Too bad real Republicans aren't really like that.

Why so many nerds are libertarians

Have you ever noticed that a disproportionate amount of so-called "nerds" are libertarians? Why is that?

Here's my take: because nerds, after at least a year's worth of physics, actually understand the principles of conservation:

You know; the conservation of energy, the conservation of mass, the conservation of momentum, etc.

Nerds understand that you can't get something for nothing. And so do libertarians.

But most politicians don't get it. They're constantly offering something for nothing. They're constantly offering government programs and regulations that address the latest media-hyped problem du jour.

If only they'd get it...You can't get something for nothing. You can't generate wealth with programs and regulations. You can only generate wealth from one source--human labor.

Think about it. The world exists. Everything that's here has always been here. The only new thing that's added to Earth is life (which is essentially energy transformed from matter). And only human life is capable of *innovation*. Innovation (via human labor) allows life (humans) to further transorm meaningless matter into meaningful matter.

Think of it like this: humans are essentially potential energy. The potential is essentially limitless, especially when you consider the fact that there are over 6 billion humans with innovative capacity.

Human labor is that energy in motion--it's kinetic energy. And the result of human labor is wealth (new products, new ideas, new materials, etc.)

Wealth, then, is essentially potential energy. It's the energy that's not wasted after our potential energy is transormed into kinetic energy.

So there you go. The only thing that adds potential wealth-generating energy to this Earth is human labor.

So why would you tax the only thing on this *planet* that is capable of generating wealth (and increasing the standard of living for all people)?

I don't know. That's why I'm a libertarian.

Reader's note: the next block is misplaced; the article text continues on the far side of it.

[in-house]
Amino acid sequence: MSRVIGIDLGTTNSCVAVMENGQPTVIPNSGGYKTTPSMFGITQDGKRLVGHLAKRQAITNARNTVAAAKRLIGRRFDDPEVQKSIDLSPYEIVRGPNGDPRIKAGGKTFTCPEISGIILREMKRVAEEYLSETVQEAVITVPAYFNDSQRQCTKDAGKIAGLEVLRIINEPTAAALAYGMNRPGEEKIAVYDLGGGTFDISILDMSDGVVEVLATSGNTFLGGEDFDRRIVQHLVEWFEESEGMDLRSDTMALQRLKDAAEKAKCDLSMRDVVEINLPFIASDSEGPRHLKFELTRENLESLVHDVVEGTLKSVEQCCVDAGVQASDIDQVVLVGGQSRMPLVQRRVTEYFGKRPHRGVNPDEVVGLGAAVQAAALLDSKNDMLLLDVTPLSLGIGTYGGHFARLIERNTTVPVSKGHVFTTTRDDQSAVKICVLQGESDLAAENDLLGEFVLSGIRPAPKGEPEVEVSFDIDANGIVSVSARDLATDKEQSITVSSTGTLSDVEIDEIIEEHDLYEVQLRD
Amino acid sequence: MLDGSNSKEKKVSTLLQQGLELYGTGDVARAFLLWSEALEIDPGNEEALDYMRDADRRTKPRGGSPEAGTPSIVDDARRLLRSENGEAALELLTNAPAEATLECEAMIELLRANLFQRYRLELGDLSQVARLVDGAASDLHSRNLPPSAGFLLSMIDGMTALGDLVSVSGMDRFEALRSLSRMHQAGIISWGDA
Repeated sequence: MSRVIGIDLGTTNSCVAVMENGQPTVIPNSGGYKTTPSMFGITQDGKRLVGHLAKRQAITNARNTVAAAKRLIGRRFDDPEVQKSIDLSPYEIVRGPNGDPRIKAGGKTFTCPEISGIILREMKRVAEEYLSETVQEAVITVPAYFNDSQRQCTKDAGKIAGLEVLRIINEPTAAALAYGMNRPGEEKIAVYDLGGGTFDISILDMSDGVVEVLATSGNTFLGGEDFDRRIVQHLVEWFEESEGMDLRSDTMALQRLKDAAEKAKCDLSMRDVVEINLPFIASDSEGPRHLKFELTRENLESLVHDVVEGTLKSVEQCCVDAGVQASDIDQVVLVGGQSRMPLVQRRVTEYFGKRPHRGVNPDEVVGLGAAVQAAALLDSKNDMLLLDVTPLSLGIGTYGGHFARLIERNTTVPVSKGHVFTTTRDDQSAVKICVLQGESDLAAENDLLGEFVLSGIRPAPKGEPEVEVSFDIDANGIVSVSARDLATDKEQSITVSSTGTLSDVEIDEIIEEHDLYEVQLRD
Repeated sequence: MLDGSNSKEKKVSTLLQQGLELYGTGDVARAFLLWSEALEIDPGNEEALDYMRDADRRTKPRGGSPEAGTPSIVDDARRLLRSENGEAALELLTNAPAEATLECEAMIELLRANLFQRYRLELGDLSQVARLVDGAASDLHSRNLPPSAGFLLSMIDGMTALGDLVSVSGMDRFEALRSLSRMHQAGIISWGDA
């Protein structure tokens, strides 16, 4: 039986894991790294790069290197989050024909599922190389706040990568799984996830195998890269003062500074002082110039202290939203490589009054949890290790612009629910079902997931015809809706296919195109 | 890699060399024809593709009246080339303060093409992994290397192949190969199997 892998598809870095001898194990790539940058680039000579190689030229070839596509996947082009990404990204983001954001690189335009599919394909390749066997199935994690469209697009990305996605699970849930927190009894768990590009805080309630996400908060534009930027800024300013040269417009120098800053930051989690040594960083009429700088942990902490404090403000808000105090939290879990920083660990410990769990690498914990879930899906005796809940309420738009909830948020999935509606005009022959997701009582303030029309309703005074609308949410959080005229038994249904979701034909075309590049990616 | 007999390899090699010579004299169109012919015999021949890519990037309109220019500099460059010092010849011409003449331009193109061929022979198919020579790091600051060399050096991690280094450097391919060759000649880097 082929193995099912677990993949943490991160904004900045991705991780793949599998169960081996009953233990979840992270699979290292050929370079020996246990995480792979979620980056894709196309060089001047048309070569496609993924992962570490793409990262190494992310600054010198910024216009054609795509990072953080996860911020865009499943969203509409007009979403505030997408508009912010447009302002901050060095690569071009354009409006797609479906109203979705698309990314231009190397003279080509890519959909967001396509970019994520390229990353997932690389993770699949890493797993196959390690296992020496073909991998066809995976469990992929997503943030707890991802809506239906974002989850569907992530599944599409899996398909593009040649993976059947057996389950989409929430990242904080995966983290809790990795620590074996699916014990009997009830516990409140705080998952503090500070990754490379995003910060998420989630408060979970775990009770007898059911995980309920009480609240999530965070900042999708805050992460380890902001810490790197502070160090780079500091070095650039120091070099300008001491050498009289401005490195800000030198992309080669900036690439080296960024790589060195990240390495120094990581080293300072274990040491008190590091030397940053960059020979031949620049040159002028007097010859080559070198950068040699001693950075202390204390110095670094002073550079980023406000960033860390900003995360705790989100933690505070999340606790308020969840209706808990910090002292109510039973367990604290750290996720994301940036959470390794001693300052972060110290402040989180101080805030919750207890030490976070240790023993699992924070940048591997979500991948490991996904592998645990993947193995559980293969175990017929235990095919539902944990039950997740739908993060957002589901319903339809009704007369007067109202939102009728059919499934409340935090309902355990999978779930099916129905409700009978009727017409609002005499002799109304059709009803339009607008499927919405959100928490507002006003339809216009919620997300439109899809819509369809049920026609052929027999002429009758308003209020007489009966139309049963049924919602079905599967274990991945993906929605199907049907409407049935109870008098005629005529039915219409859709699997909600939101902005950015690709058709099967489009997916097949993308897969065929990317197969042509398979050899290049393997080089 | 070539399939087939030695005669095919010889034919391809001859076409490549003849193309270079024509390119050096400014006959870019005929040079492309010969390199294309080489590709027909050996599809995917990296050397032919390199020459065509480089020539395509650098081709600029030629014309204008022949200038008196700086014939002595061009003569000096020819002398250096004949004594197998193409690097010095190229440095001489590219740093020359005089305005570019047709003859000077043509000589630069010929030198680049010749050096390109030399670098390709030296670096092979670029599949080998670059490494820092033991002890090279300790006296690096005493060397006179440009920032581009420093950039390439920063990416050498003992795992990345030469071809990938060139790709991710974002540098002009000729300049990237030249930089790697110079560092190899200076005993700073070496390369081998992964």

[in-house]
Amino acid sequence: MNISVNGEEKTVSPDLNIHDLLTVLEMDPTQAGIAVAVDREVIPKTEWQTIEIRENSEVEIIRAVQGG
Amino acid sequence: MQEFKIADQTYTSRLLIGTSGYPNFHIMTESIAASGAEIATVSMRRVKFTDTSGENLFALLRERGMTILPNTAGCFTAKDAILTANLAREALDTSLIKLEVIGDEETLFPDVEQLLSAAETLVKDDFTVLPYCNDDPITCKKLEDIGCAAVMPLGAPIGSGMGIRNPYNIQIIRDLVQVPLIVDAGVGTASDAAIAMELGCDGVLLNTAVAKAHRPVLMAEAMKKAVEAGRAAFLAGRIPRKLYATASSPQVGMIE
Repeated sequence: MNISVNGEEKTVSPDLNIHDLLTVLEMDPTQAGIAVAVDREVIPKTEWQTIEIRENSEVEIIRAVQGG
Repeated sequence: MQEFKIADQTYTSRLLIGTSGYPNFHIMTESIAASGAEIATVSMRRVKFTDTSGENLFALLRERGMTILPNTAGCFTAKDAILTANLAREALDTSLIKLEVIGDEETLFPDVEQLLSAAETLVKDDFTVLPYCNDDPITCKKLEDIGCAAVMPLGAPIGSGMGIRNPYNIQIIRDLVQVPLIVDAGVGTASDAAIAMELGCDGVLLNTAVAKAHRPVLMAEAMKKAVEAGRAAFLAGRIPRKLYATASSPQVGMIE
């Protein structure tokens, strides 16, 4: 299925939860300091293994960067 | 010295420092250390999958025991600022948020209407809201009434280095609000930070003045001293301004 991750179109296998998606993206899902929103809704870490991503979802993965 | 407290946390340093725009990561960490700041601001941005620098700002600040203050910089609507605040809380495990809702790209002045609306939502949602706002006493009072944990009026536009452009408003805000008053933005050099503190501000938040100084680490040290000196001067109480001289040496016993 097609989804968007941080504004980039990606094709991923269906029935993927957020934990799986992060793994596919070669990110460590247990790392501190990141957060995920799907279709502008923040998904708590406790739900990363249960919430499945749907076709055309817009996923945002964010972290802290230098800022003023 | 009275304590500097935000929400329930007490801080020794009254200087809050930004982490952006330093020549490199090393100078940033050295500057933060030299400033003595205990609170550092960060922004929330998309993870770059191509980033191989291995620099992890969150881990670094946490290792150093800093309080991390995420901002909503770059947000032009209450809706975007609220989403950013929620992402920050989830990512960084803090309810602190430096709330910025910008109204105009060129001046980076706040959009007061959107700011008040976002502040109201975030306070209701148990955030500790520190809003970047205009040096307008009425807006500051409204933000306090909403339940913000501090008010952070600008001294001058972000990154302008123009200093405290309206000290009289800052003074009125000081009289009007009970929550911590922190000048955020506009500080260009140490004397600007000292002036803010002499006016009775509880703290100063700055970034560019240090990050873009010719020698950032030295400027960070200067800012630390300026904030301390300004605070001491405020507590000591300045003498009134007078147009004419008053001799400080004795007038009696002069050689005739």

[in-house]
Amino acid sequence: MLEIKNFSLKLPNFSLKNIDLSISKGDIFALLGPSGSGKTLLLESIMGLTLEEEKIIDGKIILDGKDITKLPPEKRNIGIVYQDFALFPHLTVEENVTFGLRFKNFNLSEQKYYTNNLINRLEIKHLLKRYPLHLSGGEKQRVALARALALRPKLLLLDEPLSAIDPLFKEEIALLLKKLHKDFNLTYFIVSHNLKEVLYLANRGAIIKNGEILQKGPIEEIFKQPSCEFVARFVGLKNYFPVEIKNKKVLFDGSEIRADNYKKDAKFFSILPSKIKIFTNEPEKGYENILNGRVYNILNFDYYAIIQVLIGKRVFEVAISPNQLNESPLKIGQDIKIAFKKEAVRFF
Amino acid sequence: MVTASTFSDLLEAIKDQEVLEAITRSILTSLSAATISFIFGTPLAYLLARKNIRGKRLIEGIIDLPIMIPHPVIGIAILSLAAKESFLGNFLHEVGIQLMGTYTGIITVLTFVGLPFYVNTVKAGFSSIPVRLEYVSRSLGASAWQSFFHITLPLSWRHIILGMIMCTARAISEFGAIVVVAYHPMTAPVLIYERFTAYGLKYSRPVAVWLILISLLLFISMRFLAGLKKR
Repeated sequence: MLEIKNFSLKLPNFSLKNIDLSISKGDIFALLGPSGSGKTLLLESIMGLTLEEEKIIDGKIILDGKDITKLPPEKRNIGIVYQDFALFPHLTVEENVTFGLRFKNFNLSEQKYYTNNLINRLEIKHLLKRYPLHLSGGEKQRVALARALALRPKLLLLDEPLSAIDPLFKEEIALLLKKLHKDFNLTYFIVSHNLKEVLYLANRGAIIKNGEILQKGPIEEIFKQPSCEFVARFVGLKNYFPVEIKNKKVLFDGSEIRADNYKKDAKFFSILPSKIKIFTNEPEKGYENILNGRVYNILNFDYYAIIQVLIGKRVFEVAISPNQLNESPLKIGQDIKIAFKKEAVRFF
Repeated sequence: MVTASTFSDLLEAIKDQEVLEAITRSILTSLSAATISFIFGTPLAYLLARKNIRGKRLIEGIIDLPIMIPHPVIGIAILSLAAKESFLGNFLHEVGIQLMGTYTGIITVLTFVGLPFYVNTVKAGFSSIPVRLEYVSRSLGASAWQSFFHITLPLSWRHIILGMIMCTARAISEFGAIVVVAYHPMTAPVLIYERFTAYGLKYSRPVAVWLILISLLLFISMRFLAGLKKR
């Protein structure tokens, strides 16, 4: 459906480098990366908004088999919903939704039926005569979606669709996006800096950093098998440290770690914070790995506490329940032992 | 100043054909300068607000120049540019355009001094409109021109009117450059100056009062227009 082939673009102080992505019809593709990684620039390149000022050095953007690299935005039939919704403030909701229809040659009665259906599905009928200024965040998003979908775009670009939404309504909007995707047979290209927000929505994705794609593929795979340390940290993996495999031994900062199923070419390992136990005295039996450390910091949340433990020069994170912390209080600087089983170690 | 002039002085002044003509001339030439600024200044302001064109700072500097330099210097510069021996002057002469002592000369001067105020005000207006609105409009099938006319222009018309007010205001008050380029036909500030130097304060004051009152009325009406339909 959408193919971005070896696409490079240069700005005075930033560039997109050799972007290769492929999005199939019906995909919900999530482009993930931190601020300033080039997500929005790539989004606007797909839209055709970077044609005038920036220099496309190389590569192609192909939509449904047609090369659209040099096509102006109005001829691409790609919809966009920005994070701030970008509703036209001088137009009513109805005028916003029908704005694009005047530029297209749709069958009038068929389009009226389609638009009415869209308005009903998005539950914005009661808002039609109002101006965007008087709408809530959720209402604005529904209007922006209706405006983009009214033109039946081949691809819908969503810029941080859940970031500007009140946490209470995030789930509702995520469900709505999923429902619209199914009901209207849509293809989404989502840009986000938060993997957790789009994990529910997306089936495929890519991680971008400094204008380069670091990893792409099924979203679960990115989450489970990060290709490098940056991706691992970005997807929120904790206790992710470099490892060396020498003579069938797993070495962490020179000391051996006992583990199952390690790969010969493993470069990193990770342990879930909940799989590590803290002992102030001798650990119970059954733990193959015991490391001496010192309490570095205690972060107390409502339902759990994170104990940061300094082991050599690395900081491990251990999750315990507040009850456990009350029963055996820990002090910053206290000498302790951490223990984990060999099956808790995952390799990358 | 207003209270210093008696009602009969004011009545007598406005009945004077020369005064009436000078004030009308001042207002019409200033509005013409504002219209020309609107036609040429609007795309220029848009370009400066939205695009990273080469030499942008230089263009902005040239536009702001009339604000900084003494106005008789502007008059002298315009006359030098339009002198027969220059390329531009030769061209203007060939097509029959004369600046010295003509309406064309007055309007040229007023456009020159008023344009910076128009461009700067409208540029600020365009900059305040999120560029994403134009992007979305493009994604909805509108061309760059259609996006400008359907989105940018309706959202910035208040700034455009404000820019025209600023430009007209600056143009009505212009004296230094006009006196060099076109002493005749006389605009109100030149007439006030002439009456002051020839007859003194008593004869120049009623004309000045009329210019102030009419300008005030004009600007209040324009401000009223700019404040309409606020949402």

Friday, March 11, 2005

Pop can tops--notoriously unusable

Pop can top (current design)Who hasn't had trouble opening a pop can top? Unless you have strong, claw-like fingernails, opening a can of pop can be unnecessarily difficult. Sure, sometimes you just happen to get your finger underneath the tab, but invariably the task is way more difficult than it has to be.

Pop can top (with added indentation)So, here's my proposed solution. Simply "extend" the groove that runs around the circumference of the top of the can so that it goes underneath the tab, thereby allowing the user ample room to get their finger underneath the tab. Sure, this may introduce some manufacturing complexities, but I can't imagine it's not possible.

Interestingly, Norman's four crietria for usable designs don't really tell the whole story, though: For the current design, we can observe the following:
  • Conceptual model - good; the "perforated" edges of the tab over part that gets opened lets users know that this part is meant to be opened)
  • Visibility - good; you can see everything you need to open the can easily
  • Feedback - good; you know when you're [not] opening the can
  • Mapping - good; nothing too tricky here
Even if we look at Norman's affordances, we still don't get a good explanation for why the pop can top is unusable. After all, the tab clearly affords to be's just too hard to get underneath it with your fingers.

So, in the sense that the pop can behaves without any surprises, the design is usable; it behaves as we expect. But in the sense that we can't open the can, it's clearly unusable overall.

I'm tired.

Thursday, March 10, 2005

First post! First post!

This "blog," as it were, will highlight some examples of physical, tangible products that are either highly usable or highly unusable...according to me, that is.

UPDATE: For comments, see the original blog post here.